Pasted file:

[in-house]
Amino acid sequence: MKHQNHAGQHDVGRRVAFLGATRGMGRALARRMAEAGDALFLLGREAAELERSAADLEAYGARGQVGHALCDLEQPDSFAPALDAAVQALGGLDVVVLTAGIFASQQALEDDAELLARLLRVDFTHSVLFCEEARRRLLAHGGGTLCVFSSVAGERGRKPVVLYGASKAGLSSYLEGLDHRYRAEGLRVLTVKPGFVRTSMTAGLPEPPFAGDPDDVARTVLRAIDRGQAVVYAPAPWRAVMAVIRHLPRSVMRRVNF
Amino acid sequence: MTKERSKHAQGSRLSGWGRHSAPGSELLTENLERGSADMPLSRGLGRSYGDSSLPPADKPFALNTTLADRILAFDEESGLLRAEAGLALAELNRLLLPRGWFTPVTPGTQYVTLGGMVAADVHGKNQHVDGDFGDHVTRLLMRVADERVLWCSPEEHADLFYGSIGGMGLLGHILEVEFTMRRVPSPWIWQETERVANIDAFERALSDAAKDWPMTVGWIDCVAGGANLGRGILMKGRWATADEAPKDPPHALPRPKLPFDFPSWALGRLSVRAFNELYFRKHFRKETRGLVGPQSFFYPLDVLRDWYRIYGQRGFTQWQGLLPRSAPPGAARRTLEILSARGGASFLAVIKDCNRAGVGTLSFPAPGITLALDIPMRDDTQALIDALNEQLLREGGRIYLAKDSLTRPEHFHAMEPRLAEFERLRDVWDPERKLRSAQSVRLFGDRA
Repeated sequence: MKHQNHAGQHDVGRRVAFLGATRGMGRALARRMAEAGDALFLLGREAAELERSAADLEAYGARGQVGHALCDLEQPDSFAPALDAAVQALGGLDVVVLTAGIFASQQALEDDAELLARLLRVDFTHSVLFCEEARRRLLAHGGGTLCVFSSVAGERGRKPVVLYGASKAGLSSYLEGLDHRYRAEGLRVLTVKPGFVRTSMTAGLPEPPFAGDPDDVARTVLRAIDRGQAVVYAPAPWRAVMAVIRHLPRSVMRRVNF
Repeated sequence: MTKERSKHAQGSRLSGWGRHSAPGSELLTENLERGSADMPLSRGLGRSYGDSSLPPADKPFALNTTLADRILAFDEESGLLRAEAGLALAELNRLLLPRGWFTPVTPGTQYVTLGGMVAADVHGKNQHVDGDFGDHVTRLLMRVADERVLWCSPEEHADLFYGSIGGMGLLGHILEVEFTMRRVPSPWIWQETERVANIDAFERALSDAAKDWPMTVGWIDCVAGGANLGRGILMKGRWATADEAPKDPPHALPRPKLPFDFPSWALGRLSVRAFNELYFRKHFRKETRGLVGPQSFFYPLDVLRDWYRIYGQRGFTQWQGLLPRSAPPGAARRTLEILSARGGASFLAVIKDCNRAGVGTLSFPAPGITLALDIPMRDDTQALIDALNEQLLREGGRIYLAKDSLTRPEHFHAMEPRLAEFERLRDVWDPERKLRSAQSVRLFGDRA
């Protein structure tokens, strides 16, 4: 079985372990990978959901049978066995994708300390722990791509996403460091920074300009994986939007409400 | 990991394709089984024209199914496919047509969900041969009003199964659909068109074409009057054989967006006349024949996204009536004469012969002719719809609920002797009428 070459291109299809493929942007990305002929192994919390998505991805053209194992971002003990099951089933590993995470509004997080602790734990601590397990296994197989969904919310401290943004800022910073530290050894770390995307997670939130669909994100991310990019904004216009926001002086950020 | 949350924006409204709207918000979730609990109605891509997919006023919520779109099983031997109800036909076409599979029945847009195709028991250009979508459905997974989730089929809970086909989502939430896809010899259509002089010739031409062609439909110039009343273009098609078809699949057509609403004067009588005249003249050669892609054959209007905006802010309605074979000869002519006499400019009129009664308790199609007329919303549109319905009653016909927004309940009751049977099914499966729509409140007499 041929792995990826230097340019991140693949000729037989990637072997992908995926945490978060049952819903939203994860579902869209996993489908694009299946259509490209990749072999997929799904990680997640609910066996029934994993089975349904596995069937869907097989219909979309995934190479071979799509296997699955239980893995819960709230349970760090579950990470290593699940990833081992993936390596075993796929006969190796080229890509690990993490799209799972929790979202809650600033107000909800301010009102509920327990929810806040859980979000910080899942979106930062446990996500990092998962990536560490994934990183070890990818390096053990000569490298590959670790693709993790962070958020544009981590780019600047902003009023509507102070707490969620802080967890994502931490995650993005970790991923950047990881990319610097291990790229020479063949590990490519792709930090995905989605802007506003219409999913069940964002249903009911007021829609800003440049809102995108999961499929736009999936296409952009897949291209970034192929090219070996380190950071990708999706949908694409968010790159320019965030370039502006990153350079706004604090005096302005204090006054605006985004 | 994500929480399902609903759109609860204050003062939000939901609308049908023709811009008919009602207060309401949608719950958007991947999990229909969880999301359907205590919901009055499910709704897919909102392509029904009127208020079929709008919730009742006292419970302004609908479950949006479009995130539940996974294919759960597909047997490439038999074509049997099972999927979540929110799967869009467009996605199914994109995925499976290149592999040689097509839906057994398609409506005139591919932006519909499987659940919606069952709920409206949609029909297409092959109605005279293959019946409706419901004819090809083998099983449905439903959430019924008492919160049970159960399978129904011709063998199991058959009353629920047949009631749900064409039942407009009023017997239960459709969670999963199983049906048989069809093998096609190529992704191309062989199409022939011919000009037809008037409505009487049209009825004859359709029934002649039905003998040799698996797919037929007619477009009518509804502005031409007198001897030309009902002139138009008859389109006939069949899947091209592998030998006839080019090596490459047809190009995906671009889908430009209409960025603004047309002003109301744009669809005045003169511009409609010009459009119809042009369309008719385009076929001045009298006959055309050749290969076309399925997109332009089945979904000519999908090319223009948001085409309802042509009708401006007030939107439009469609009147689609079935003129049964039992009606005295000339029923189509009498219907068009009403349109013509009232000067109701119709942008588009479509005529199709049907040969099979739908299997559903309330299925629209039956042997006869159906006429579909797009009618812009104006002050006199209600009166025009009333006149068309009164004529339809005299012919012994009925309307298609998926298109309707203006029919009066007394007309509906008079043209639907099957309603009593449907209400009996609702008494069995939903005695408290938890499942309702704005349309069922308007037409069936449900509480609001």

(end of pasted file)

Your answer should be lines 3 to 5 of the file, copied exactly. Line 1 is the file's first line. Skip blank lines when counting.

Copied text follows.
Amino acid sequence: MTKERSKHAQGSRLSGWGRHSAPGSELLTENLERGSADMPLSRGLGRSYGDSSLPPADKPFALNTTLADRILAFDEESGLLRAEAGLALAELNRLLLPRGWFTPVTPGTQYVTLGGMVAADVHGKNQHVDGDFGDHVTRLLMRVADERVLWCSPEEHADLFYGSIGGMGLLGHILEVEFTMRRVPSPWIWQETERVANIDAFERALSDAAKDWPMTVGWIDCVAGGANLGRGILMKGRWATADEAPKDPPHALPRPKLPFDFPSWALGRLSVRAFNELYFRKHFRKETRGLVGPQSFFYPLDVLRDWYRIYGQRGFTQWQGLLPRSAPPGAARRTLEILSARGGASFLAVIKDCNRAGVGTLSFPAPGITLALDIPMRDDTQALIDALNEQLLREGGRIYLAKDSLTRPEHFHAMEPRLAEFERLRDVWDPERKLRSAQSVRLFGDRA
Repeated sequence: MKHQNHAGQHDVGRRVAFLGATRGMGRALARRMAEAGDALFLLGREAAELERSAADLEAYGARGQVGHALCDLEQPDSFAPALDAAVQALGGLDVVVLTAGIFASQQALEDDAELLARLLRVDFTHSVLFCEEARRRLLAHGGGTLCVFSSVAGERGRKPVVLYGASKAGLSSYLEGLDHRYRAEGLRVLTVKPGFVRTSMTAGLPEPPFAGDPDDVARTVLRAIDRGQAVVYAPAPWRAVMAVIRHLPRSVMRRVNF
Repeated sequence: MTKERSKHAQGSRLSGWGRHSAPGSELLTENLERGSADMPLSRGLGRSYGDSSLPPADKPFALNTTLADRILAFDEESGLLRAEAGLALAELNRLLLPRGWFTPVTPGTQYVTLGGMVAADVHGKNQHVDGDFGDHVTRLLMRVADERVLWCSPEEHADLFYGSIGGMGLLGHILEVEFTMRRVPSPWIWQETERVANIDAFERALSDAAKDWPMTVGWIDCVAGGANLGRGILMKGRWATADEAPKDPPHALPRPKLPFDFPSWALGRLSVRAFNELYFRKHFRKETRGLVGPQSFFYPLDVLRDWYRIYGQRGFTQWQGLLPRSAPPGAARRTLEILSARGGASFLAVIKDCNRAGVGTLSFPAPGITLALDIPMRDDTQALIDALNEQLLREGGRIYLAKDSLTRPEHFHAMEPRLAEFERLRDVWDPERKLRSAQSVRLFGDRA